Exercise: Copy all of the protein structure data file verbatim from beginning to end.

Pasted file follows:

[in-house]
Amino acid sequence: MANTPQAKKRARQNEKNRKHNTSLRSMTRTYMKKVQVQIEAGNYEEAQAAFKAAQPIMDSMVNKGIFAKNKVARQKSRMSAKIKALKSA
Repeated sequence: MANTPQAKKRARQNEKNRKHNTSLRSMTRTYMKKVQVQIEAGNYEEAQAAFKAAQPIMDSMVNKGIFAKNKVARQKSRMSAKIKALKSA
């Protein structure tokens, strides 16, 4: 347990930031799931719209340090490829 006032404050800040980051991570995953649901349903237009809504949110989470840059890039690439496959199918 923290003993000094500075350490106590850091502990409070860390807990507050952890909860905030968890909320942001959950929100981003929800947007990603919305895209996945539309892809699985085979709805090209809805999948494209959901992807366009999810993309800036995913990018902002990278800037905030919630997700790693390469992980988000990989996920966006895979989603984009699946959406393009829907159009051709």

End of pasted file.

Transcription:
[in-house]
Amino acid sequence: MANTPQAKKRARQNEKNRKHNTSLRSMTRTYMKKVQVQIEAGNYEEAQAAFKAAQPIMDSMVNKGIFAKNKVARQKSRMSAKIKALKSA
Repeated sequence: MANTPQAKKRARQNEKNRKHNTSLRSMTRTYMKKVQVQIEAGNYEEAQAAFKAAQPIMDSMVNKGIFAKNKVARQKSRMSAKIKALKSA
């Protein structure tokens, strides 16, 4: 347990930031799931719209340090490829 006032404050800040980051991570995953649901349903237009809504949110989470840059890039690439496959199918 923290003993000094500075350490106590850091502990409070860390807990507050952890909860905030968890909320942001959950929100981003929800947007990603919305895209996945539309892809699985085979709805090209809805999948494209959901992807366009999810993309800036995913990018902002990278800037905030919630997700790693390469992980988000990989996920966006895979989603984009699946959406393009829907159009051709």